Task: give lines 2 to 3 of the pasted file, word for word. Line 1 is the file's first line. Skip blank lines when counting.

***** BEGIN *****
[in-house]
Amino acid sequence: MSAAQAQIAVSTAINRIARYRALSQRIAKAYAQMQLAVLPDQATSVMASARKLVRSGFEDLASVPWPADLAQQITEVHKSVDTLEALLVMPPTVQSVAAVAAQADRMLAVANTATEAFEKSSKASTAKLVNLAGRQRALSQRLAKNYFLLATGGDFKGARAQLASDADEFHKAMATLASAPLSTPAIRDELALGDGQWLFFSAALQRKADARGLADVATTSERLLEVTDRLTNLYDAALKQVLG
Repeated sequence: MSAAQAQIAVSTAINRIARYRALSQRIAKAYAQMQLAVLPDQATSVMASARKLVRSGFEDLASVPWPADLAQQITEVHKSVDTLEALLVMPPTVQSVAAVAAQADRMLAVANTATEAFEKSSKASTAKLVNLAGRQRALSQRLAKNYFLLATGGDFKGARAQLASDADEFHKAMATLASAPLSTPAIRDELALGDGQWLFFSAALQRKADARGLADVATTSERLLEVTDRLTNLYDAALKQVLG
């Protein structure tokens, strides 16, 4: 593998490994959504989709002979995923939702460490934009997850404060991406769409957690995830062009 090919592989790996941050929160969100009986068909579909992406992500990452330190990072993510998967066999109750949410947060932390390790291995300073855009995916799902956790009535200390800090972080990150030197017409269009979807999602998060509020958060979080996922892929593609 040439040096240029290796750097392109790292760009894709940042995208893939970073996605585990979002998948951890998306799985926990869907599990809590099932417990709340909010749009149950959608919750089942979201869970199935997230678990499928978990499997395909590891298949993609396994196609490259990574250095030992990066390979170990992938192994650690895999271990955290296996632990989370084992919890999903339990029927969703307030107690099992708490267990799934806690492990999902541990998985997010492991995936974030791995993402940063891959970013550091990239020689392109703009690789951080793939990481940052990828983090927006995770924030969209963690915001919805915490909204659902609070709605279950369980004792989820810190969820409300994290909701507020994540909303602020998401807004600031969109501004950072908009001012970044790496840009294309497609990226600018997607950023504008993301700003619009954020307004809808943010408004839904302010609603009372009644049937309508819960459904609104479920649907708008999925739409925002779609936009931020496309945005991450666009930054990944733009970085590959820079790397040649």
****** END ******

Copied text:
Amino acid sequence: MSAAQAQIAVSTAINRIARYRALSQRIAKAYAQMQLAVLPDQATSVMASARKLVRSGFEDLASVPWPADLAQQITEVHKSVDTLEALLVMPPTVQSVAAVAAQADRMLAVANTATEAFEKSSKASTAKLVNLAGRQRALSQRLAKNYFLLATGGDFKGARAQLASDADEFHKAMATLASAPLSTPAIRDELALGDGQWLFFSAALQRKADARGLADVATTSERLLEVTDRLTNLYDAALKQVLG
Repeated sequence: MSAAQAQIAVSTAINRIARYRALSQRIAKAYAQMQLAVLPDQATSVMASARKLVRSGFEDLASVPWPADLAQQITEVHKSVDTLEALLVMPPTVQSVAAVAAQADRMLAVANTATEAFEKSSKASTAKLVNLAGRQRALSQRLAKNYFLLATGGDFKGARAQLASDADEFHKAMATLASAPLSTPAIRDELALGDGQWLFFSAALQRKADARGLADVATTSERLLEVTDRLTNLYDAALKQVLG